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RE: Future of the "subscription model?"
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- Subject: RE: Future of the "subscription model?"
- From: "Brooks, Robert" <email@example.com>
- Date: Wed, 26 Oct 2011 18:41:51 EDT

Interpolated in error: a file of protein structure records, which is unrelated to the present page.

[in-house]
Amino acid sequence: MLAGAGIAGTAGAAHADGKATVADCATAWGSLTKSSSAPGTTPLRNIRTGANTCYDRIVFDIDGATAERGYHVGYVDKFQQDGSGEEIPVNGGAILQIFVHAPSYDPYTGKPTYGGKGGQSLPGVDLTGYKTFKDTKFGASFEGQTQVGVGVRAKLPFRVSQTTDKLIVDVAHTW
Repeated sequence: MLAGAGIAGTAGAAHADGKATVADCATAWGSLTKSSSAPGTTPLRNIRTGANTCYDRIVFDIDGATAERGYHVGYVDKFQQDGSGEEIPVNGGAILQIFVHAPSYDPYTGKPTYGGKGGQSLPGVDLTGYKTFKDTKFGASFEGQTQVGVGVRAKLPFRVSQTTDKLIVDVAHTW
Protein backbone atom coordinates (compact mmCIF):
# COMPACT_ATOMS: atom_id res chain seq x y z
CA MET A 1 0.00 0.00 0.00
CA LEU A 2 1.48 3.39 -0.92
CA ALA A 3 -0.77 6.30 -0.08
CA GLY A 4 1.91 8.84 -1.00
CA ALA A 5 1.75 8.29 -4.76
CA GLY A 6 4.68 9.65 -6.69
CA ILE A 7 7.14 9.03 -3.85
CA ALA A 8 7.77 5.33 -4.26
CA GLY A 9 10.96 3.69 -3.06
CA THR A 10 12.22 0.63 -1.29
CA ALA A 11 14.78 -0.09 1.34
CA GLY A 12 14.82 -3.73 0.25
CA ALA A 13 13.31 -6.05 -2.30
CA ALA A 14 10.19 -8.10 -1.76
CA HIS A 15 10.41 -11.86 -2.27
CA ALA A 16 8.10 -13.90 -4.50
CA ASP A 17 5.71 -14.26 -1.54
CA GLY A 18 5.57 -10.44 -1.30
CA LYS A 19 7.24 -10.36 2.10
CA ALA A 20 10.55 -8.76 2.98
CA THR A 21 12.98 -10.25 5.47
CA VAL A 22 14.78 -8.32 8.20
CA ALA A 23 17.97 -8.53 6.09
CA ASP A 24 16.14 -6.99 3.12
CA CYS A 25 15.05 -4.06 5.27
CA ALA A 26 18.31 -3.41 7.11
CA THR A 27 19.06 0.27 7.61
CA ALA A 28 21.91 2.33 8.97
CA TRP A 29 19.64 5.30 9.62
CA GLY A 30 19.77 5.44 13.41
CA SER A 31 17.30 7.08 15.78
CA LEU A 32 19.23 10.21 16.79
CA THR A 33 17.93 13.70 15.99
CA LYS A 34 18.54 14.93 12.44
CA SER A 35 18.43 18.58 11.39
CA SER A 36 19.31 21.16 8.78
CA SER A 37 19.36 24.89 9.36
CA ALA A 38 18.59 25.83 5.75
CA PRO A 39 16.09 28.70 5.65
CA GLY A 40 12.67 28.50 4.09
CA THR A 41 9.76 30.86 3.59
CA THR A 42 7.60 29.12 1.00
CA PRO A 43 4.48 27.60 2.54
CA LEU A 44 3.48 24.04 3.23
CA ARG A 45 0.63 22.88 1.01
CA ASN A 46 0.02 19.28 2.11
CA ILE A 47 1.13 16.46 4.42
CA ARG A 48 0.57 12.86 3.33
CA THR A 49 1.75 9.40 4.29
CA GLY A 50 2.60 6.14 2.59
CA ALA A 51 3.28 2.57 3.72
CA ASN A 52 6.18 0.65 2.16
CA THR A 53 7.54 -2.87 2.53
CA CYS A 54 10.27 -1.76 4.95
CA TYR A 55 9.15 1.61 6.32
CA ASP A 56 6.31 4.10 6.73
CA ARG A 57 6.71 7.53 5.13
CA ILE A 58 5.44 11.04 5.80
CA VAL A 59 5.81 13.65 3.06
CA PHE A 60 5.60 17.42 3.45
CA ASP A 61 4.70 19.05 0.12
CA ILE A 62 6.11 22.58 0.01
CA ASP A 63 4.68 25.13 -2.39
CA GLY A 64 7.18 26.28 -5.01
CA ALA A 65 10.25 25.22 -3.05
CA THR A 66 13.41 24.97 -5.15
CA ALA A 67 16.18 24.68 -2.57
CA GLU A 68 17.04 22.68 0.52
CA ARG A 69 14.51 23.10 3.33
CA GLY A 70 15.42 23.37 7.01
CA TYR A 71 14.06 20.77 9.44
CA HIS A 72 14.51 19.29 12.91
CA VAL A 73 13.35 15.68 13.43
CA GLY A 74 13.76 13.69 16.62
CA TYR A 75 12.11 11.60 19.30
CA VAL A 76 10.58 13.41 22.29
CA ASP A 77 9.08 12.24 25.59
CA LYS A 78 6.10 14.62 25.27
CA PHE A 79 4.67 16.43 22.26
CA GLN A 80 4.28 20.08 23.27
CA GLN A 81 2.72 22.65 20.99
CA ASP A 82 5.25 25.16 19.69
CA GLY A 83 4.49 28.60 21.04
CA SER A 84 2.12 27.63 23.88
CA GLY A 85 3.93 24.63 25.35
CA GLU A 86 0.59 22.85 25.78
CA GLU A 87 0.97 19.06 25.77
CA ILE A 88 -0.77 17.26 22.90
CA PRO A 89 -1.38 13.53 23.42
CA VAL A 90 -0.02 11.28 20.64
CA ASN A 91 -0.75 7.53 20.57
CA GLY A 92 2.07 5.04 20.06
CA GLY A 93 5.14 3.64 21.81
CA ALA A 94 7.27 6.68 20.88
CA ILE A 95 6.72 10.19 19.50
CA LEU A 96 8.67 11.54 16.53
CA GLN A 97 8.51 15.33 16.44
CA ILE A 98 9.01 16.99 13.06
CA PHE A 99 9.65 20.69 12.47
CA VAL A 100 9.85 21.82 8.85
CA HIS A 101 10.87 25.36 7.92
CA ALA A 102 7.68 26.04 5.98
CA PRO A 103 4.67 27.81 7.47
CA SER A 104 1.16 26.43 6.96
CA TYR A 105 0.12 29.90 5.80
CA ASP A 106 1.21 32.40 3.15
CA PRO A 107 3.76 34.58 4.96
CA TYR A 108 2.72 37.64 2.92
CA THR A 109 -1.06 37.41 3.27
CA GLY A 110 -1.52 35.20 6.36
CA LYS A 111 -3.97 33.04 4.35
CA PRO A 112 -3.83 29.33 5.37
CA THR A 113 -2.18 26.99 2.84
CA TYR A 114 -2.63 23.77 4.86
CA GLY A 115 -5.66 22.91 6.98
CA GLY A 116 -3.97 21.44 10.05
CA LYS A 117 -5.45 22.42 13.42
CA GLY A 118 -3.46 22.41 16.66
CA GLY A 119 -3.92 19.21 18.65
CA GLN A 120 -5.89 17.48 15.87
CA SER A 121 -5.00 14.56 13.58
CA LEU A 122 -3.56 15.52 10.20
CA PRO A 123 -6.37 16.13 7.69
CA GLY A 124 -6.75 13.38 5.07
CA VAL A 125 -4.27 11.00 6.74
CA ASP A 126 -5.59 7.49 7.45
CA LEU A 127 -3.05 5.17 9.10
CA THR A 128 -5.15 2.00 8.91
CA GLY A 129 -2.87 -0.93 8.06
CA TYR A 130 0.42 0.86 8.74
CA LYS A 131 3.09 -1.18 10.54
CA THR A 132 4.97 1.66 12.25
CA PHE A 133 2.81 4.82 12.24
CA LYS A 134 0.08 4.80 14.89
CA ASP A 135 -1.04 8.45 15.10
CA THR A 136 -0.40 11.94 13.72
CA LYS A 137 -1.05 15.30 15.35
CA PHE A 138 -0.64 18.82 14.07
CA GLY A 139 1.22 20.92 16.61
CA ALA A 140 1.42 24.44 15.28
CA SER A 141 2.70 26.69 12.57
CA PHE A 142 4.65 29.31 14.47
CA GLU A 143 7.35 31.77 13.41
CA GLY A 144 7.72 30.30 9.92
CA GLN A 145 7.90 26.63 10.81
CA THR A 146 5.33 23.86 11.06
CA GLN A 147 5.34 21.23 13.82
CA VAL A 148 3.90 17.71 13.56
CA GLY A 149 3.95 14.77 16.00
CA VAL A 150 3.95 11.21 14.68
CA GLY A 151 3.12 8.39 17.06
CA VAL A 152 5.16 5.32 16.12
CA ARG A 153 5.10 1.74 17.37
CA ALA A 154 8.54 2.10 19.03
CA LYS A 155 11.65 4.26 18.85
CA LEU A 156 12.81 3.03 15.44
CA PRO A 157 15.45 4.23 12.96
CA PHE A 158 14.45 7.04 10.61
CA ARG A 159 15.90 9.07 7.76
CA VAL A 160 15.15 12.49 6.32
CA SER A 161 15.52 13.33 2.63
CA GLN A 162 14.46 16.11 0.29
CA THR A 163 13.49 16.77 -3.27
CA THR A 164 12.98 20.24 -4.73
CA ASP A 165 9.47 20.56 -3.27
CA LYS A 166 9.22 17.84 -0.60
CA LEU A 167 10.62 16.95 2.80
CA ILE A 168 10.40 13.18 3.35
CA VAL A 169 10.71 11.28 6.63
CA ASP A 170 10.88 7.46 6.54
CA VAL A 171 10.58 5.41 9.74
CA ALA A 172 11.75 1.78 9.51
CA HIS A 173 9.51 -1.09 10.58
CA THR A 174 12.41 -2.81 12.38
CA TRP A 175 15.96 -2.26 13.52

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Rick's post does remind me of his remarks at the Charleston Conference last year. I think the "pay for what you need" approach to electronic journals is a rational one for a library to take, particularly during difficult financial times. My question to the readers of this list revolves around the effect this would have on scholarly communication, and I hope you will humor me as I think this through. Traditionally, "value" or "impact" of an article is determined by the academy, yes? Publishers present a collection of articles in the form of a journal which libraries subscribe to and make accessible to their patrons. Academics filter through these articles, choosing to use certain articles in their research and passing over others. By virtue of the citation, some articles then become more "valuable" than others. How does this work in the environment Rick describes? Do the publishers take on the responsibility for determining value and only publishing articles THEY expect to be the "best" or most valuable to academics? Do libraries determine value by only buying the individual articles THEY believe will be used by their patrons? My hunch, though, is that the expectation would be for publishers to continue to produce a full range of articles and for libraries to keep providing access at least to the abstracts for a full range of articles, and instituting some type of PDA model to purchase the full text for "valuable" articles using tokens or a similar purchasing model. This makes a certain amount of sense to me, however the challenge would be that the price for the "valuable" articles would inevitably have to subsidize the cost of publishing the less valuable articles, correct? Is this model preferable to libraries? I recognize the dilemma and the numerous challenges currently facing libraries. My concern, I suppose, would be if the article based approach to purchasing content resulted in a significant reduction in how much research actually gets published. What impact might this have on the ability of faculty to get published and on research as a whole? What solutions can we collaborate on that address Rick's point of view and also promote scholarly publishing and communication? Hob Brooks Senior Library Sales Manager SAGE Publications (805) 410-0907 -----Original Message----- From: firstname.lastname@example.org [mailto:email@example.com] On Behalf Of Rick Anderson Sent: Tuesday, October 25, 2011 8:19 PM To: firstname.lastname@example.org Subject: Re: Future of the "subscription model?" >What do you all imagine as the future of the "subscription >model" for purchasing academic library collections? Is it alive >and well and growing or is it on its way out, supplanted by >memberships, open access, and a growing variety of other options >for obtaining publications, particularly electronic? Here's my (probably very predictable) $.02: As a model for acquiring scholarly articles, I think the subscription's days are numbered. Why? Because it's fundamentally irrational, and models that are fundamentally irrational tend not to do well in the long run. When a library subscribes to a journal, it's saying to the publisher "I'll pay you up front to send me all the articles published under the rubric of Journal X for a year, regardless of how many of those articles turn out to be of any actual use or interest to my patrons." In the print environment we had no choice but to buy articles that way, but in the online environment that level of waste isn't necessary anymore, and our shrinking budgets are making it much harder to justify. It makes much more sense to let pay only for those articles that actually get used. There are several problems with that approach, one of which is that we're functioning in a scholarly economy that has been significantly shaped by the necessary inefficiencies of the print environment. Publishers can't make as much money selling only the articles that people want as they can selling articles in 12-month bundles. This means that to the degree that the marketplace for articles becomes more rational and efficient, those publishers that have benefitted (however unintentionally) from the inefficiencies of the old system are going to suffer. That's a real problem, and I'm not sure what the solution to it is. But I'm pretty sure that the long-term solution will not involve libraries paying for articles their patrons don't want, because the money to do so just isn't there anymore. --- Rick Anderson Assoc. Dean for Scholarly Resources & Collections J. Willard Marriott Library University of Utah email@example.com